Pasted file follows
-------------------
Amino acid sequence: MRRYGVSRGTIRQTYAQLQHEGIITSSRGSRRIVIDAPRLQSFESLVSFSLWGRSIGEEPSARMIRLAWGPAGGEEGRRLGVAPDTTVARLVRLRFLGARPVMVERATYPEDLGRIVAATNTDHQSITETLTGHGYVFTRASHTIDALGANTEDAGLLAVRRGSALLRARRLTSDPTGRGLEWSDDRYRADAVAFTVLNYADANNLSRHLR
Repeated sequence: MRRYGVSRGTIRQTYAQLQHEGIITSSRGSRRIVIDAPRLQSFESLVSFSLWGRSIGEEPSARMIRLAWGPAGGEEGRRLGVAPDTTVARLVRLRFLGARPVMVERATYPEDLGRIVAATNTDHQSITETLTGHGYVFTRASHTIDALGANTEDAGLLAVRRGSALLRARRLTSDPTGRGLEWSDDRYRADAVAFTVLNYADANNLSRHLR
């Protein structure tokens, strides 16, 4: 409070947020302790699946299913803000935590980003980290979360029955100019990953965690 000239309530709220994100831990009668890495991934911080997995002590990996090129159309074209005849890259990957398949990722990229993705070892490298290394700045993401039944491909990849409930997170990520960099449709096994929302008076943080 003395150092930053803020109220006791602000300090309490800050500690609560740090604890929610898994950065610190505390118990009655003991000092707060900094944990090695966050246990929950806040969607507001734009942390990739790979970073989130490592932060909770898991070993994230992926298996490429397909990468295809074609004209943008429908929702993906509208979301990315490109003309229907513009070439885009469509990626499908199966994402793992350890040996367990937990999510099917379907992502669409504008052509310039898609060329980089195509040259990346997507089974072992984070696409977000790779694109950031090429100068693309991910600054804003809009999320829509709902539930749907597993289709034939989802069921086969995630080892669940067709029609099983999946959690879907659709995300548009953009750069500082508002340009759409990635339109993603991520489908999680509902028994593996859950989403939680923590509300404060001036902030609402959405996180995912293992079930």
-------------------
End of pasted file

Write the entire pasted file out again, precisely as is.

Amino acid sequence: MRRYGVSRGTIRQTYAQLQHEGIITSSRGSRRIVIDAPRLQSFESLVSFSLWGRSIGEEPSARMIRLAWGPAGGEEGRRLGVAPDTTVARLVRLRFLGARPVMVERATYPEDLGRIVAATNTDHQSITETLTGHGYVFTRASHTIDALGANTEDAGLLAVRRGSALLRARRLTSDPTGRGLEWSDDRYRADAVAFTVLNYADANNLSRHLR
Repeated sequence: MRRYGVSRGTIRQTYAQLQHEGIITSSRGSRRIVIDAPRLQSFESLVSFSLWGRSIGEEPSARMIRLAWGPAGGEEGRRLGVAPDTTVARLVRLRFLGARPVMVERATYPEDLGRIVAATNTDHQSITETLTGHGYVFTRASHTIDALGANTEDAGLLAVRRGSALLRARRLTSDPTGRGLEWSDDRYRADAVAFTVLNYADANNLSRHLR
């Protein structure tokens, strides 16, 4: 409070947020302790699946299913803000935590980003980290979360029955100019990953965690 000239309530709220994100831990009668890495991934911080997995002590990996090129159309074209005849890259990957398949990722990229993705070892490298290394700045993401039944491909990849409930997170990520960099449709096994929302008076943080 003395150092930053803020109220006791602000300090309490800050500690609560740090604890929610898994950065610190505390118990009655003991000092707060900094944990090695966050246990929950806040969607507001734009942390990739790979970073989130490592932060909770898991070993994230992926298996490429397909990468295809074609004209943008429908929702993906509208979301990315490109003309229907513009070439885009469509990626499908199966994402793992350890040996367990937990999510099917379907992502669409504008052509310039898609060329980089195509040259990346997507089974072992984070696409977000790779694109950031090429100068693309991910600054804003809009999320829509709902539930749907597993289709034939989802069921086969995630080892669940067709029609099983999946959690879907659709995300548009953009750069500082508002340009759409990635339109993603991520489908999680509902028994593996859950989403939680923590509300404060001036902030609402959405996180995912293992079930």